Review: Black List by Lynn Raye Harris

Reviewed by Sara

Black List,  book 1 of Lynne Raye Harris’ Black’s Bandits series begins as Jace Kaiser, former Russian fugitive and now premier spy and mercenary for Black Defense International(BDI), joins the hunt for international assassin Calypso. After tracking her down at a Russian oligarch’s birthday party, Jace captures Calypso and ferries her away to BDI’s American headquarters. Unfortunately for Jace, the woman he brings back to the States isn’t Calypso, but American and Russian art appraiser, Dr. Madeline Cole. Oops!

Dr. Madeline Cole is a self professed nobody. Alone in the world except for her Grandmother who suffers from dementia, her best friend Angie and her long suffering cat, Kitty, Dr. Cole’s existence until her time in Russia has been pretty low key. Now, because of her similar appearance to Calypso, she’s jet setting all over the globe and being interrogated by handsome mercenaries. As much as she wants to be furious with Jace, she’s also sad to see him go once she’s released. It could’ve been the whole traumatic experience, but Maddy felt there might have been a spark of something between her and Jace.

Jace knows that Calypso likely isn’t done with Maddy and is determined to protect her even if it means going against all of his training or even sacrificing his life to keep the woman who’s stolen his heart safe. While Maddy, will have to decide if being with a man who’s past, secrets and even his real name are classified is something she can handle all while under the threat of constant danger.

I really enjoyed the beginning of Black List. I thought the premise of mistaken identity in the high stakes world of mercenaries, assassins and spies was a really cool concept and I was really interested in learning more about the main characters, Jace and Dr. Cole. I love the kind of alpha male and the nerdy, but sassy, female character pairing, but as soon as the action of the Black List’s beginning was over these two both went through a severe personality change. Jace quickly became more of a jerk than an alpha male. He flew off the handle more than once at Maddy, exhibited some pretty extreme anger, and ran really hot and cold when it came to getting intimate in a way that was less about nerves or wanting to take things slow, and more of a demeaning, “I know what’s best for you” kind of way. He also really infantilized Dr. Cole, constantly calling her sweet and innocent, making pretty huge decisions for her, and getting weirdly turned on by her using the word “fuck”. Jace’s character, to me, went from super, cool spy with a tragic backstory to angry, overbearing, creepy douche.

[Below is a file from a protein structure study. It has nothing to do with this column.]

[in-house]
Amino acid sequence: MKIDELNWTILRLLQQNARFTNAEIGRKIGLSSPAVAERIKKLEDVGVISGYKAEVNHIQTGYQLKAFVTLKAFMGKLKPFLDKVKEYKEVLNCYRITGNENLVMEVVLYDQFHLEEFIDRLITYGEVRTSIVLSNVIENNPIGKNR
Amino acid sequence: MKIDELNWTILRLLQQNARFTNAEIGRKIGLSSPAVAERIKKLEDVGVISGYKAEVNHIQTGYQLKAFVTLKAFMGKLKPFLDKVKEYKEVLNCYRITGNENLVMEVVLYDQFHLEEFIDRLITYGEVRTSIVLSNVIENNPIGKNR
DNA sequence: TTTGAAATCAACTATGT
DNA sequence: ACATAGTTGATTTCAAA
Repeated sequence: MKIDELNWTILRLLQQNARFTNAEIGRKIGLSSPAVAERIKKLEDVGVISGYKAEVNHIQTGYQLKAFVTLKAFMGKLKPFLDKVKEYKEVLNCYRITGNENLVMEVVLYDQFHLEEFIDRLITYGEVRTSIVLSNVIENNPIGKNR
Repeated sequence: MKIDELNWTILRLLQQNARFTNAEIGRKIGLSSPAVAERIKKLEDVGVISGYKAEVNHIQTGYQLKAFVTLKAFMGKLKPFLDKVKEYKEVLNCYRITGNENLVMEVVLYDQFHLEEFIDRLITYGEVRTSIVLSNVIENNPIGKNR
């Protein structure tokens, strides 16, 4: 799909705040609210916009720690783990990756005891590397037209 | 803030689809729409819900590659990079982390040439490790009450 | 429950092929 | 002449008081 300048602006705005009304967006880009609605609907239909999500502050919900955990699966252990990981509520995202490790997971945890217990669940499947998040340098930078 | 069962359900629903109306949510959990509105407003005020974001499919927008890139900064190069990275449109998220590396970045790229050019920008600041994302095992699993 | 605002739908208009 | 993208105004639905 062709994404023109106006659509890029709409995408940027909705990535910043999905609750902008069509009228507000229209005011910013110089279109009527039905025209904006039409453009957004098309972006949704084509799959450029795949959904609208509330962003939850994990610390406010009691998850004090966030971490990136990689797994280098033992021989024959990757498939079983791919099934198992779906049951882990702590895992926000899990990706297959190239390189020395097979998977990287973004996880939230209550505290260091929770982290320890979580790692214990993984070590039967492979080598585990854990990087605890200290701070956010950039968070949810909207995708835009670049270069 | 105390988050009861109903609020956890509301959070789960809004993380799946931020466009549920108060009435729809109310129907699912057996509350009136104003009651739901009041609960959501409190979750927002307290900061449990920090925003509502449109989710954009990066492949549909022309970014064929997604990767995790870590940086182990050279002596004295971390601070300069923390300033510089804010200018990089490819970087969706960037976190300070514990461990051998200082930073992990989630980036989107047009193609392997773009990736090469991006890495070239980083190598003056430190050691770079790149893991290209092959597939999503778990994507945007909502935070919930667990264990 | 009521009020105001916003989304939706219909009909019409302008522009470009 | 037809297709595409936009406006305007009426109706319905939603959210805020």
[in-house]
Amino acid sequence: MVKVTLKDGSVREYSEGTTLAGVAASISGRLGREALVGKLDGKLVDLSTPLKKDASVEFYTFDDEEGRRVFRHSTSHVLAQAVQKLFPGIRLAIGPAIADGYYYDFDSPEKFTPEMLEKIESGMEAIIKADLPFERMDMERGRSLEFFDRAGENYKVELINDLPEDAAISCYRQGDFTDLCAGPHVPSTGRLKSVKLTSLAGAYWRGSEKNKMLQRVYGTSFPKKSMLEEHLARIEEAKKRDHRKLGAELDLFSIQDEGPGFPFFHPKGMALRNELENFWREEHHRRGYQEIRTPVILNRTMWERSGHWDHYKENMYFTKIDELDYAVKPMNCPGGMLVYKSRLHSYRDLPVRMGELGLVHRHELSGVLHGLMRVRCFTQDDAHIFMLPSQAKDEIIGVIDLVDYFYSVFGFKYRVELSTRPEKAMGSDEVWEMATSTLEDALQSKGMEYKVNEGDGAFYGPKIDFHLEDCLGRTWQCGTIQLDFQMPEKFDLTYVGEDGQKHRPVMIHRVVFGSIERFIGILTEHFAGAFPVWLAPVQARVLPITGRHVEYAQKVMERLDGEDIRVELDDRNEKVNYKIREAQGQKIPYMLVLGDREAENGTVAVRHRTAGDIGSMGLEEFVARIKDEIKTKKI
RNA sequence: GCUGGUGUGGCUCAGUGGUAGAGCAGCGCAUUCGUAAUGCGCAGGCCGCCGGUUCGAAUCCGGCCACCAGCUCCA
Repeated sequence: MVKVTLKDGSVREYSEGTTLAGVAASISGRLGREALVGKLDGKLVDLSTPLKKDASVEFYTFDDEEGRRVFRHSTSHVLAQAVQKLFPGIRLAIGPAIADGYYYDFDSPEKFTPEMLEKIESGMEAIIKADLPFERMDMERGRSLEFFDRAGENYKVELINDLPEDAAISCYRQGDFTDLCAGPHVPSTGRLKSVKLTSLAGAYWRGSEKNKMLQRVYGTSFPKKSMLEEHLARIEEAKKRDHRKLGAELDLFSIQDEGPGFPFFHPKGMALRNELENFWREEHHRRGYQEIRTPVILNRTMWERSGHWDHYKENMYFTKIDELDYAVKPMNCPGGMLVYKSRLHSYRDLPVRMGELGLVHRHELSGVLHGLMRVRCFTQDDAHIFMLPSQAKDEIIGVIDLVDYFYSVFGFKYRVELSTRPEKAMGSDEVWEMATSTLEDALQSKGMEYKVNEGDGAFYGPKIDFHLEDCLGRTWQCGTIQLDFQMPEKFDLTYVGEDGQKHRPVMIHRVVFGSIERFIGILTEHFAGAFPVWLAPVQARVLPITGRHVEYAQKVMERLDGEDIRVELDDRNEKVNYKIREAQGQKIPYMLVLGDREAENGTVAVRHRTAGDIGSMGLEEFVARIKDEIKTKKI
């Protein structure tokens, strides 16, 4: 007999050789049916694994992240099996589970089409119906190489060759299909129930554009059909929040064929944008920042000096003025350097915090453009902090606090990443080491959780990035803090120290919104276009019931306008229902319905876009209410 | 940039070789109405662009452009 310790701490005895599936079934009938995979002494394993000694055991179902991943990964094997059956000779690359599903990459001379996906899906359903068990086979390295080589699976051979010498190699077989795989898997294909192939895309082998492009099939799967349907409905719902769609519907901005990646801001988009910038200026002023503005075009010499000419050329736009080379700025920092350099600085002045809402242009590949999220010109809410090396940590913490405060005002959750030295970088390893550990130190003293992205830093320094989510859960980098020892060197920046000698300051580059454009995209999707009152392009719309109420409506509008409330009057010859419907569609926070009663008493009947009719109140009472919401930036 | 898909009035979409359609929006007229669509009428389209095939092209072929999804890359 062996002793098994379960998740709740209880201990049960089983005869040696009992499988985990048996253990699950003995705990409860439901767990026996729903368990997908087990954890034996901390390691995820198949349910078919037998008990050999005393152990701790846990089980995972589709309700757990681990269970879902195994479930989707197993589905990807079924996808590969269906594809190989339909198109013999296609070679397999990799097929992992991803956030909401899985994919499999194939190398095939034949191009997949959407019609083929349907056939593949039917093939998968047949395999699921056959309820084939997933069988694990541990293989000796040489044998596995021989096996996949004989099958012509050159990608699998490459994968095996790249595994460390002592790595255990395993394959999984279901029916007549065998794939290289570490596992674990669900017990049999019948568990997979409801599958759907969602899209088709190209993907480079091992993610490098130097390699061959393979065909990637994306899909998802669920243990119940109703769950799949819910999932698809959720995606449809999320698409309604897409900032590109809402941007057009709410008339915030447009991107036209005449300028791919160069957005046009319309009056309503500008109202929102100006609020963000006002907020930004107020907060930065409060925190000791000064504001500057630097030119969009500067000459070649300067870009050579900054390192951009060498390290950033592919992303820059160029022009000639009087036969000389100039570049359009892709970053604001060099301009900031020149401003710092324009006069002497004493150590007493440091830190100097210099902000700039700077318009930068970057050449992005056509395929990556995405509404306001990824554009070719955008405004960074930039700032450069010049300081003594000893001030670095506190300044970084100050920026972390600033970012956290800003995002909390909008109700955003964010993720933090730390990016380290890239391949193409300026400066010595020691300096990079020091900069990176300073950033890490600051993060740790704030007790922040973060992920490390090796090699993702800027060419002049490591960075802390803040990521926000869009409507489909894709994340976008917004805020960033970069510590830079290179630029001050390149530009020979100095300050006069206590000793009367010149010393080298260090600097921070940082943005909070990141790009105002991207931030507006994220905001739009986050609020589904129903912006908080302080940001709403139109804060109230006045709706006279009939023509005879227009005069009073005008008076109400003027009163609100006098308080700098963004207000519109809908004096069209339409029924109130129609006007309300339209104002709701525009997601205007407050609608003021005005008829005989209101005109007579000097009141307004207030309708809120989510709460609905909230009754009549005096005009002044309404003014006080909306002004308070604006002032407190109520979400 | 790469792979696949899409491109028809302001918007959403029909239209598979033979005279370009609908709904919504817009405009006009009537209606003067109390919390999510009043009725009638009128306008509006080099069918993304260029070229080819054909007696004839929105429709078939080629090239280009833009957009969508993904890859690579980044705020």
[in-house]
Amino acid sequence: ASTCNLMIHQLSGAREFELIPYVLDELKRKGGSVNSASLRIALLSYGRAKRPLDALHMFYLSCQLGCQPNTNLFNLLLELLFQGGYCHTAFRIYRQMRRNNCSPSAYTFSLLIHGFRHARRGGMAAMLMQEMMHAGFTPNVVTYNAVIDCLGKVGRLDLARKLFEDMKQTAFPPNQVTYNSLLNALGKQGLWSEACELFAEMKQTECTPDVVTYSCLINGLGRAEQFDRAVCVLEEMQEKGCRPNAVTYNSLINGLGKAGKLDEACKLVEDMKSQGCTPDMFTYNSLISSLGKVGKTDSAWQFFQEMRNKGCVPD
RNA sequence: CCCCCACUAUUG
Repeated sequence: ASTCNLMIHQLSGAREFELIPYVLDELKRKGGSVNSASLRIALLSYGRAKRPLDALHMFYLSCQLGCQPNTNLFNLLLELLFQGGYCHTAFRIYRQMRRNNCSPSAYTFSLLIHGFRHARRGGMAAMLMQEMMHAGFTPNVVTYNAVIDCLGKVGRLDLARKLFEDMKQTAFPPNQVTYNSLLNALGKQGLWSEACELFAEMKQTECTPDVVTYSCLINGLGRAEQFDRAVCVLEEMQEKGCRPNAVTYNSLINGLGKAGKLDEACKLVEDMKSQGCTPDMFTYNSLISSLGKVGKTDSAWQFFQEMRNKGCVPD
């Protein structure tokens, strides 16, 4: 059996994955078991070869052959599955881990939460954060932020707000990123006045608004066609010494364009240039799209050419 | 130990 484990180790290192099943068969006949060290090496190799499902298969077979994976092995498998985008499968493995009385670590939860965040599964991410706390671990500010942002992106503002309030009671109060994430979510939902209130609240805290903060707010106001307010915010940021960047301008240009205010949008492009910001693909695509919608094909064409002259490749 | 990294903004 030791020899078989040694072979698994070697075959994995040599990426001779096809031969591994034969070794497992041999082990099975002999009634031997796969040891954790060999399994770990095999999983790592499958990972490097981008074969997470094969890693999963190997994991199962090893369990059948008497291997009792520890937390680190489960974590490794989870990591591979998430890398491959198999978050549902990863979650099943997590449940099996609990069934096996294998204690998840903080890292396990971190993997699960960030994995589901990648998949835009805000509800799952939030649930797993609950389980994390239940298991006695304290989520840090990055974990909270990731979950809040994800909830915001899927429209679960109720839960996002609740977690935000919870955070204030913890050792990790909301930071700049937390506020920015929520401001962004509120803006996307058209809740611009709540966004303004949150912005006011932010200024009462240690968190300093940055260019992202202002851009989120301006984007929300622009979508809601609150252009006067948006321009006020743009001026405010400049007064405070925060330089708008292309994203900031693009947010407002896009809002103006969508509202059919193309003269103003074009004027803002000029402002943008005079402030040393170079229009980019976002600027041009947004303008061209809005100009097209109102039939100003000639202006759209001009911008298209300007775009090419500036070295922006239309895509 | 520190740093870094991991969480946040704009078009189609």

On the other hand, Dr. Cole’s character went from a smart, talented, well-travelled woman with a cool job to an obtuse doormat. After Jace and Maddy return back to the US and the romance portion of the book really kicks into gear, Maddy constantly refers to herself negatively. She calls herself “dull”, “nothing special” and she simply cannot understand why Jace is with her. Maddy is also really slow on the uptake on what dating a spy/mercenary while being under the threat of violence from another spy/assassin is going to be like. She is completely hung up on the fact that Jace won’t reveal his real name to her and brings it up several times. Maddy’s also put out that she’s not given all the information on her situation and is probably the worst person to guard because she does things that are in direct opposition to the goal of keeping her safe. Maddy goes from Dr. Cole, a character I want to see more of, to a whiny, self-deprecating, moron who can’t figure out why a spy might not give you his real name.

Another issue that killed Black List for me was the timeline of Jace’s backstory. I found that accounts of Jace’s past conflicted and didn’t seem to add up. I couldn’t pin down his age at all and he was either a really accomplished and skilled young man or someone a bit too old and battle scarred for Maddy. I don’t like math and the last thing I want to be doing while I’m reading a book is trying to sort out how old a character is.

The concept of Black List and the characters introduced in the book’s first several chapters were excellent, but as Black List progressed the story became less focused, the plot predictable, and the characters more and more unlikeable. Black List just wasn’t for me.

Rating – D

*ARC provided for honest review.

Click to purchase: Amazon

Black List
by Lynn Raye Harris
Release Date: April 23, 2019
Publisher: HOT Publishing

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